What is coeliac disease?

Wheat field and blue sky

Did you know around 1% of the UK population has coeliac disease? And as only 24% are diagnosed, it means 500,000 people in the UK are living with the disease and don’t know! Coeliac disease is an autoimmune condition where the body’s immune system attacks its own tissues when gluten is consumed.

What is coeliac disease?

Coeliac disease is an autoimmune condition where the body’s immune system attacks its own tissues when gluten is consumed. Gluten is the protein that is found in foods such as wheat, rye, barley, corn and spelt. The gluten damages the tiny finger-like projections on the mucous membrane in the small intestine, called Villi which are essential for our nutrient absorption. The initial reactions caused when gluten is eaten includes diarrhoea, abdominal pain and bloating.

Coeliac disease may also cause symptoms that we don’t necessarily associate with our digestive system such as an itchy blistering rash called dermatitis herpetiformis, fatigue, anaemia, joint ache and mouth ulcers.

The exact cause of coeliac disease is unknown, but it is thought that genetics and environmental factors can play a part in developing the disease. It is a very serious condition and if left untreated, it can lead to malabsorption of essential vitamins and minerals which can have an impact on many functions of the body, including loss of bone density, weight loss and could possibly lead on to other diseases such as Lymphoma.

What should I do if I have coeliac symptoms?

It's essential that if you do have any of the symptoms associated with Coeliac disease to make a visit to your GP who in the first instance should conduct a blood test to check for specific antibodies in the blood.

Guidelines recommend that you eat some gluten in more than one meal every day for at least six weeks before having a Coeliac screen blood test so this will need to be factored into your investigation.

Following this, if you have a positive result then you should be referred to a gastroenterologist who will conduct a gut biopsy to confirm a diagnosis of Coeliac disease.

I am a diagnosed coeliac, how can I manage this?

Man pouring Purition Chocolate from blender into glass

Having a diagnosis of coeliac disease should be taken seriously and amendments to your diet and lifestyle should be taken immediately to stop any further damage and heal any that has already been done.

There is no known cure currently for coeliac disease, and research is ongoing, so it is essential that gluten be fully excluded from the diet to help the villi heal and prevent further damage. It is advisable to also let your family and friends know about your diagnosis and make amendments at home if you share a kitchen, you may need different chopping boards, toaster and other kitchen equipment to stop cross contamination.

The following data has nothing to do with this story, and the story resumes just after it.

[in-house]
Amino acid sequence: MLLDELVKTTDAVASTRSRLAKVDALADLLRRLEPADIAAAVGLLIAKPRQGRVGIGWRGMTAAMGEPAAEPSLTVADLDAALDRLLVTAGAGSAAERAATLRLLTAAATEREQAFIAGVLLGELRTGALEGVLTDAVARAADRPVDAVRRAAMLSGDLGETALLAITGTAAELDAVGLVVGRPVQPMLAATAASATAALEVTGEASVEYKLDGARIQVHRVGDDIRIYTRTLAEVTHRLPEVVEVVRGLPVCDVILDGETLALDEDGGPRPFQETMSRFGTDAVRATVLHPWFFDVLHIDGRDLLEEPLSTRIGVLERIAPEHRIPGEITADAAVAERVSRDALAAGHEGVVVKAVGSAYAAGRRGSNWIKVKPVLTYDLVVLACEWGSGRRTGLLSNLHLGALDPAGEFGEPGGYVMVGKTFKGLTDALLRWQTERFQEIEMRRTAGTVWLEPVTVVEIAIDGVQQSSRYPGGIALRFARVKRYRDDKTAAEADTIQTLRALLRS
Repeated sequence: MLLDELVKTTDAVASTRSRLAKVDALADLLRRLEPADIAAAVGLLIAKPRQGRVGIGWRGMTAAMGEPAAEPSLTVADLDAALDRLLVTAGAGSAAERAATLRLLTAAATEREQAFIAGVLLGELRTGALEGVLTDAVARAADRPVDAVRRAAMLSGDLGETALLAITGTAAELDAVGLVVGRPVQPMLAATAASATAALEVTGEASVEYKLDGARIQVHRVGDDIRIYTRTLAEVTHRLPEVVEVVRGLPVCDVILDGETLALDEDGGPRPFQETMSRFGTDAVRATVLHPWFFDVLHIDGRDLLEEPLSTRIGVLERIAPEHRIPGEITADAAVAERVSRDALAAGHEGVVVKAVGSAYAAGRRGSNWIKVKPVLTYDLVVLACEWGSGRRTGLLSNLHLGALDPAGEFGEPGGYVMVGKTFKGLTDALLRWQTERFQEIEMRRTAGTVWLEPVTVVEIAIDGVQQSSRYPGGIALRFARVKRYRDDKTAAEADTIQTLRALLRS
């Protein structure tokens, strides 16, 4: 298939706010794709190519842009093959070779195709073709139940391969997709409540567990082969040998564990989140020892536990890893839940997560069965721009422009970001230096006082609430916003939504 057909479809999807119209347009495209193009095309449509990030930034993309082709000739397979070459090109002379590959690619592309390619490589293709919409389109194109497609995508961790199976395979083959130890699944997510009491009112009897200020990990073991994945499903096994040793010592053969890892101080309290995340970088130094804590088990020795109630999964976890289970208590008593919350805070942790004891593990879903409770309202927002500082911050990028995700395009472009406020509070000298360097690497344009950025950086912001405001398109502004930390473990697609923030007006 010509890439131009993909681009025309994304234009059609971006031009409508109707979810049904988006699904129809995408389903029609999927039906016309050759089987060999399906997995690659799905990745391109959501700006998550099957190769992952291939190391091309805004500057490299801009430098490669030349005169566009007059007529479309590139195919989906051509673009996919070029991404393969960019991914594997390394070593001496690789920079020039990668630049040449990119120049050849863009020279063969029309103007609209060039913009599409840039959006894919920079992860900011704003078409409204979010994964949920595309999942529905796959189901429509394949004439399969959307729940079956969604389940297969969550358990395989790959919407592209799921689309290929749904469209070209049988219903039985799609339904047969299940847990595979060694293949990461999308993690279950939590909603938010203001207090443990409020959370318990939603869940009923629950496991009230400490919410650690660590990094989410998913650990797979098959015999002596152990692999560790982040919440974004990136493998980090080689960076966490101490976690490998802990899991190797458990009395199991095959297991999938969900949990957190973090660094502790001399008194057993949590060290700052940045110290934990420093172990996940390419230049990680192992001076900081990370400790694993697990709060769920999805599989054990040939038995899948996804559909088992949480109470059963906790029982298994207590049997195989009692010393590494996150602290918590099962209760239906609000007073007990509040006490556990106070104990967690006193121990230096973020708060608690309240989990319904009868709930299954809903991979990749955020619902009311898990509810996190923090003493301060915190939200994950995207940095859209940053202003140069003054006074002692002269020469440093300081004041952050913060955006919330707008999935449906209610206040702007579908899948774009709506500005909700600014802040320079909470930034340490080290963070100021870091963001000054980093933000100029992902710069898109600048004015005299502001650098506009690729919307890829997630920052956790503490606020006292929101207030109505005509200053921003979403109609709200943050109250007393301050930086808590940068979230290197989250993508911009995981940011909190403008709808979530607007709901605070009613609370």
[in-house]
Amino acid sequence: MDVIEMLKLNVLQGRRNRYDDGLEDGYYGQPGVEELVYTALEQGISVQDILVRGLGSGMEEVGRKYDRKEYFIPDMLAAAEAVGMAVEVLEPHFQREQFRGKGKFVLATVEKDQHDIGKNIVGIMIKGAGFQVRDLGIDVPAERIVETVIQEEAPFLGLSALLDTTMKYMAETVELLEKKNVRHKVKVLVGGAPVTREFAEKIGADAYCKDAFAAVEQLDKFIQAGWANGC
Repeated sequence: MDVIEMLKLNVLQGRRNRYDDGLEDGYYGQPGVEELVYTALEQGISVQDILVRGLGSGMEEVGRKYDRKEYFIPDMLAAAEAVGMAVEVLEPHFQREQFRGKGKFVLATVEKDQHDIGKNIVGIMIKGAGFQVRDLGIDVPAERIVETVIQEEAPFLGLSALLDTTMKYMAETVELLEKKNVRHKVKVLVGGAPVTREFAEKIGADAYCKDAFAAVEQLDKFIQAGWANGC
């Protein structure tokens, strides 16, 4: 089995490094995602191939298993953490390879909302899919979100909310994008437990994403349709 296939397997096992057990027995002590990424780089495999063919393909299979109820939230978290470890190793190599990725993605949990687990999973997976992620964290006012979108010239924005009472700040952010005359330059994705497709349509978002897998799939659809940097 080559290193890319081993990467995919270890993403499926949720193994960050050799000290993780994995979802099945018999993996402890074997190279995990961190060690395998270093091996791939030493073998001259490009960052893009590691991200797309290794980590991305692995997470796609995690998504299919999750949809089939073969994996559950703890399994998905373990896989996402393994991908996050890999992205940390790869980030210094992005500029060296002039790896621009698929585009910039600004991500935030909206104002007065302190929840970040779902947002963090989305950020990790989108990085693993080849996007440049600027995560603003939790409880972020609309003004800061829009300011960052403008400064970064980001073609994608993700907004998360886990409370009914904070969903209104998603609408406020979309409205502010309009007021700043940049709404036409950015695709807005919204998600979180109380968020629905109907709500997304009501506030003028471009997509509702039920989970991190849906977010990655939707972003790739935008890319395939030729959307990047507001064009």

You will also need to think about the types of foods that you are eating and places where you eat, as gluten is included in a lot of foods now – even products such as soy sauce, soups, bouillon and even ketchup contain gluten, so it’s always advisable to check labels when you purchase foods and check with a restaurant that they can cater for coeliac disease before booking.

A trip to the supermarket can seem daunting if you have coeliac disease with many people just heading straight for the free from aisle. Although this is convenient, some of the products may have been heavily processed, contain larger amounts of sugars to make them taste better and will often contain ingredients that you may not even recognise. 

Naturally gluten-free with Purition

We would always recommend searching out more naturally gluten free products which contain wholefood and single ingredient alternatives such as brown rice, pea or red lentil pasta in place of 'gluten-free pasta'.

These may not be found in the free from aisle of your local supermarket, but in the normal pasta aisle, so it’s worth spending some time and having a good look around.

Purition is a small meal or breakfast alternative for those who have a diagnosis of coeliac disease or gluten intolerance. Purition is made in a gluten free environment and is a certified gluten free product made up of real whole foods which are easily recognisable.

Find out more about using Purition to support your gluten-free diet.

“I am a Purition vegan addict! I suffer from IBS and on the low fodmap eating I tried the vegan product and I have had no problems what’s so ever. I don’t just have shakes I also make my own protein balls for when I’m on the go so I don’t make an unhealthy choice. I feel the cost of Purition is fantastic and the quality is all natural which is what I wanted. I love working out and am now aware about what foods I put into my body due to the IBS. The taste is delicious also as you get the nutty ness come through which I love. I have a shake plus protein balls every day. Would I use another shake? NO WAY customer for life. ””

Emma, Verified Purition Customer


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